The songwriting circle was also a failure. The patrons were worried about making too much noise and bothering others. There was also a wide range of skill levels, so it was difficult to tailor the program to everyone's needs.

Bridge Programming (for ages 16-25)

One of the librarians at Orillia has successfully run a variety of programs for people ages 16-25. She created partnerships with the Youth Connection and had a drop-in program for LGBTQA Youth. She also created a partnership with Simcoe Community Services to offer a program to special needs youth. In this program, the youth come to the library for a tour and hang out in the library with a family member or support worker. The Dungeons and Dragons program was also successful for this age group.

Overall Tips

The staff at Orillia emphasized the importance of community partnerships. They also recommended coming up with programs for your existing users first and asking patrons what they want. For marketing, consider using Instagram and Snapchat. It's important to be creative and use humour to grab people's attention. Word of mouth can be very effective too, so try to identify important people in the community who can spread the word about library programs! Their 5 Tips for the Millennial age group are: 1) Keep it Fun 2) Keep it Easy 3) Make it Social (this age group loves socializing) 4) Know your millennials and 5) Meet Them Where They Are .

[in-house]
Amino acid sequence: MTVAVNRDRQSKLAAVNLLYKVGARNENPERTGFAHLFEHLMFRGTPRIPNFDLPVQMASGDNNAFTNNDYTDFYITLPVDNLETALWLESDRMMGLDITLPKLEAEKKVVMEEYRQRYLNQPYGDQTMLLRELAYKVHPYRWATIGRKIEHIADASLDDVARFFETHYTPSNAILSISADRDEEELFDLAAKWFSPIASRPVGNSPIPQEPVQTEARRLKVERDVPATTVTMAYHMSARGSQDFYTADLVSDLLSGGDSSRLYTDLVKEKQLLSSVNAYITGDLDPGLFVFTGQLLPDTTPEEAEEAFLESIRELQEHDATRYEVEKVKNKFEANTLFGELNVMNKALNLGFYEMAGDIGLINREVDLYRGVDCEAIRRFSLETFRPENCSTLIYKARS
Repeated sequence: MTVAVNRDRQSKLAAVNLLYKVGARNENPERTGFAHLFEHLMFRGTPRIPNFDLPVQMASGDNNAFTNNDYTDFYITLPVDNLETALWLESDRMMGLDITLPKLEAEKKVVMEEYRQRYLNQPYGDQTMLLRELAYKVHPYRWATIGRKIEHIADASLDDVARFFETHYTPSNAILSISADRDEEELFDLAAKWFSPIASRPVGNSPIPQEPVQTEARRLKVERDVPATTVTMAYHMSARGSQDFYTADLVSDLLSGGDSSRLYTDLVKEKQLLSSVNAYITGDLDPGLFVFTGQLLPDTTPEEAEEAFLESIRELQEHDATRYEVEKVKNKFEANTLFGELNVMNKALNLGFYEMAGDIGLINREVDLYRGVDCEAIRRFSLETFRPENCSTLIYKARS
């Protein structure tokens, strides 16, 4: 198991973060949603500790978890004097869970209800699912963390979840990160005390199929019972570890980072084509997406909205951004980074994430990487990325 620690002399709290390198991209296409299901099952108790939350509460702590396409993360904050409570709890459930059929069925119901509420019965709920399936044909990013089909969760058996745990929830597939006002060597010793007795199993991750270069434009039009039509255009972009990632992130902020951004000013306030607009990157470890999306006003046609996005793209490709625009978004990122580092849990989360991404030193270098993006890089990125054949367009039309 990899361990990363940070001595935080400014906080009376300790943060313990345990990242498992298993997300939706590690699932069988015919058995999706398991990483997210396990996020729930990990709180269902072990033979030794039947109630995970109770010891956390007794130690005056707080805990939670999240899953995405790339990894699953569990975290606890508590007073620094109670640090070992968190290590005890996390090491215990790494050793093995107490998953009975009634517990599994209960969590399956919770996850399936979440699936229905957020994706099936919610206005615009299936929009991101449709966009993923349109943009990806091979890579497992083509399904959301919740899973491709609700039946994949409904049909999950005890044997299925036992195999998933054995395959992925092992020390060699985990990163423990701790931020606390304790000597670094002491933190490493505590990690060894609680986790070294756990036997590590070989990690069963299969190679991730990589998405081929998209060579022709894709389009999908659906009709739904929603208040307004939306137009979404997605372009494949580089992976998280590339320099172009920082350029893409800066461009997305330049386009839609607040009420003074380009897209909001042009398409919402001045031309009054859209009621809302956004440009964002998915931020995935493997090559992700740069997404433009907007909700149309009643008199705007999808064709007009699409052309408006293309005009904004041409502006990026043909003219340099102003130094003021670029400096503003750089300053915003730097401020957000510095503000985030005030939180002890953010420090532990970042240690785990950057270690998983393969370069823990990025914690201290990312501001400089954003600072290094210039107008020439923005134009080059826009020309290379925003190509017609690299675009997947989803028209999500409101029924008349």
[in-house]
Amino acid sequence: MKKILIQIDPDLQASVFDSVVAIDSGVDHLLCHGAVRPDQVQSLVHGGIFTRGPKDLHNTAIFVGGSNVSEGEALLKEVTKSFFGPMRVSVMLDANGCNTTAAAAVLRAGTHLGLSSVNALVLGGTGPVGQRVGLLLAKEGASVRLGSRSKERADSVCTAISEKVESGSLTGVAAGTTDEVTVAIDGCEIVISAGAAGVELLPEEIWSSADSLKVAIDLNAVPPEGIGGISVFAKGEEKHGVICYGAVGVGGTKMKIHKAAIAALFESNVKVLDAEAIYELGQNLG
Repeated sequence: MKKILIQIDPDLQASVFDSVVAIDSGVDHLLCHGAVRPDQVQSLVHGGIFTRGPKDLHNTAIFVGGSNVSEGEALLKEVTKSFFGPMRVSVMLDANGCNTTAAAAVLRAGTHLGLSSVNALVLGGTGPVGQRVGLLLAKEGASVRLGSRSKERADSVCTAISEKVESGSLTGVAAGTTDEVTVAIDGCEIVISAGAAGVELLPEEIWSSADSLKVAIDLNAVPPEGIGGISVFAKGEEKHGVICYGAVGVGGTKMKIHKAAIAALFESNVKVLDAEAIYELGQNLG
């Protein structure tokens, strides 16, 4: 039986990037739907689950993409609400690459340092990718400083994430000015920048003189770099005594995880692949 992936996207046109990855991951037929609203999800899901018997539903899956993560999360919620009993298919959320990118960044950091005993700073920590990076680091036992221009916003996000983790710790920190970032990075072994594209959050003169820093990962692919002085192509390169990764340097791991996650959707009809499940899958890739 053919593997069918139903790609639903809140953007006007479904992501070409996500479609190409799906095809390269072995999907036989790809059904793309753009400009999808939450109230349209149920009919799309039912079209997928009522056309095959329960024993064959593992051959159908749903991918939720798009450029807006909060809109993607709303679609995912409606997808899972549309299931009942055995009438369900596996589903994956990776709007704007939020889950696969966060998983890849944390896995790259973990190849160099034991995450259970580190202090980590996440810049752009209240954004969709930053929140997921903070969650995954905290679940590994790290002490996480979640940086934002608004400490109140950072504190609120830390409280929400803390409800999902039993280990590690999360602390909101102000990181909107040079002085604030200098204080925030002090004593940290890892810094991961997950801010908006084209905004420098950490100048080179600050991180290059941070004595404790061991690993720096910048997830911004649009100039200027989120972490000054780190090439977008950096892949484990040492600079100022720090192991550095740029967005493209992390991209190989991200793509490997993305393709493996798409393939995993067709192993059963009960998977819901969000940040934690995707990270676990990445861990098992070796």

CLIC For Success: Partnering With Your Local Chamber of Commerce (DN)
We've done some work with the Whitby Chamber over the years, so I was curious as to what other libraries have done. The session described a program put together by the Milton PL and Milton Chamber. Called CLIC (Chamber Library Information Cohort), it was a sort of book club for local businesses. This isn't an altogether accurate description, as participants read or watched shorter pieces (articles and/or videos) on business topics. Based on discussions with the Chamber, the library determined that HR issues were very much on the minds of local business owners and tailored the program topics accordingly. Community experts were brought in, with a library staff member facilitating the discussion.